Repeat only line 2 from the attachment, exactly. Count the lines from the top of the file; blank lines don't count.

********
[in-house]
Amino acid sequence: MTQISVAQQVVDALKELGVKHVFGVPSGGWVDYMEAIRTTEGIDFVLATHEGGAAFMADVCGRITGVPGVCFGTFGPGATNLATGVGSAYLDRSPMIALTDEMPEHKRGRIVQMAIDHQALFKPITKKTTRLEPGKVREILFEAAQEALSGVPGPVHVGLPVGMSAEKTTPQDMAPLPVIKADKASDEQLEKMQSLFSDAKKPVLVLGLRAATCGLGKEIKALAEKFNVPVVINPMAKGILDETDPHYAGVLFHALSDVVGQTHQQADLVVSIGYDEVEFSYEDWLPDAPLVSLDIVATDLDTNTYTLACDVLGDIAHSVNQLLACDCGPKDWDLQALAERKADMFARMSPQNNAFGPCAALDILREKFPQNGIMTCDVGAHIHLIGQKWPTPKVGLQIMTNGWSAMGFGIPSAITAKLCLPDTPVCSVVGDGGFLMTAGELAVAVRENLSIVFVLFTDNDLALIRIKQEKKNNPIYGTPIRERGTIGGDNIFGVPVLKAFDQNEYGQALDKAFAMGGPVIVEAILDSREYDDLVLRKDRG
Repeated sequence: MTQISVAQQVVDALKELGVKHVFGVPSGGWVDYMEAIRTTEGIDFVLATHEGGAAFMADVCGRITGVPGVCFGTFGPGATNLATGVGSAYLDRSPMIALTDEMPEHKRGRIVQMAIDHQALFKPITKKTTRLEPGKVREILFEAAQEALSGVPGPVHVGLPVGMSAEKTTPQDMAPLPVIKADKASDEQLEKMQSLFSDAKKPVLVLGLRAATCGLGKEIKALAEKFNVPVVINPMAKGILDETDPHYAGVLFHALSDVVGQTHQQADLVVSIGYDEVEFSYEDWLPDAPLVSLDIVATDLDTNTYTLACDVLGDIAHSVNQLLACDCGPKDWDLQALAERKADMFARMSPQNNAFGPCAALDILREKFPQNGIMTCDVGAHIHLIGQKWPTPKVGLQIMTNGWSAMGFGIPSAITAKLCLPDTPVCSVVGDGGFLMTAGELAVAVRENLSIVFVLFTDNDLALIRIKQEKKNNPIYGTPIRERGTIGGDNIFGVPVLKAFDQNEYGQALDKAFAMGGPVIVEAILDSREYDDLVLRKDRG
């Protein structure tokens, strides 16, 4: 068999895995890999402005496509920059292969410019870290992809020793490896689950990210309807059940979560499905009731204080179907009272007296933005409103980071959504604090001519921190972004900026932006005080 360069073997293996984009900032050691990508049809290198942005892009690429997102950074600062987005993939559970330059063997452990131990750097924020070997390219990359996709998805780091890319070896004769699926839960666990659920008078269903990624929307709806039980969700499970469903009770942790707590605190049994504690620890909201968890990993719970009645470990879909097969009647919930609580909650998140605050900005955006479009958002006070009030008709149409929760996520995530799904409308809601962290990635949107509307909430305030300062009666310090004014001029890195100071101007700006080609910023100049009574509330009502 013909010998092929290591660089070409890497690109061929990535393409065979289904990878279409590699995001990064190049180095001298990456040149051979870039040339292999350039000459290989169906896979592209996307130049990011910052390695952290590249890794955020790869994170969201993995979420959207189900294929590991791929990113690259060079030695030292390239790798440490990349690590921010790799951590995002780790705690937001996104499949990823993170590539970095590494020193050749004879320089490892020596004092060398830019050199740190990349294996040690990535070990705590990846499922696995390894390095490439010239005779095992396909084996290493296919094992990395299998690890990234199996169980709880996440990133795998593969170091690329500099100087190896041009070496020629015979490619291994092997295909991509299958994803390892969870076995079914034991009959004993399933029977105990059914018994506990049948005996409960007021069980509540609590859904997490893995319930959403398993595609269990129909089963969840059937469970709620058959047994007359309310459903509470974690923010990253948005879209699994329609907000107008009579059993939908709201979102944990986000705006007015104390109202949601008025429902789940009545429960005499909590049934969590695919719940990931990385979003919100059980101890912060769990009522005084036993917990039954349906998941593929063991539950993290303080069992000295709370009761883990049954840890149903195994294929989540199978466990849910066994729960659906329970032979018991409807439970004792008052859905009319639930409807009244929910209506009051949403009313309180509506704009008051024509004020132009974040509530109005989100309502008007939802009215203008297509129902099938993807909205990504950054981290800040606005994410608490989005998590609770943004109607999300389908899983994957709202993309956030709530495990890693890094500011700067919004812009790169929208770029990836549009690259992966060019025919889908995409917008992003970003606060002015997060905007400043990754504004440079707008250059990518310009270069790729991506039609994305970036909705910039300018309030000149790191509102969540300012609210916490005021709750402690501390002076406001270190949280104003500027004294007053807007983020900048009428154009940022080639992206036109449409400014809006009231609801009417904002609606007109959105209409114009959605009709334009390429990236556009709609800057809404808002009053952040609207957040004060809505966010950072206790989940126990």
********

Amino acid sequence: MTQISVAQQVVDALKELGVKHVFGVPSGGWVDYMEAIRTTEGIDFVLATHEGGAAFMADVCGRITGVPGVCFGTFGPGATNLATGVGSAYLDRSPMIALTDEMPEHKRGRIVQMAIDHQALFKPITKKTTRLEPGKVREILFEAAQEALSGVPGPVHVGLPVGMSAEKTTPQDMAPLPVIKADKASDEQLEKMQSLFSDAKKPVLVLGLRAATCGLGKEIKALAEKFNVPVVINPMAKGILDETDPHYAGVLFHALSDVVGQTHQQADLVVSIGYDEVEFSYEDWLPDAPLVSLDIVATDLDTNTYTLACDVLGDIAHSVNQLLACDCGPKDWDLQALAERKADMFARMSPQNNAFGPCAALDILREKFPQNGIMTCDVGAHIHLIGQKWPTPKVGLQIMTNGWSAMGFGIPSAITAKLCLPDTPVCSVVGDGGFLMTAGELAVAVRENLSIVFVLFTDNDLALIRIKQEKKNNPIYGTPIRERGTIGGDNIFGVPVLKAFDQNEYGQALDKAFAMGGPVIVEAILDSREYDDLVLRKDRG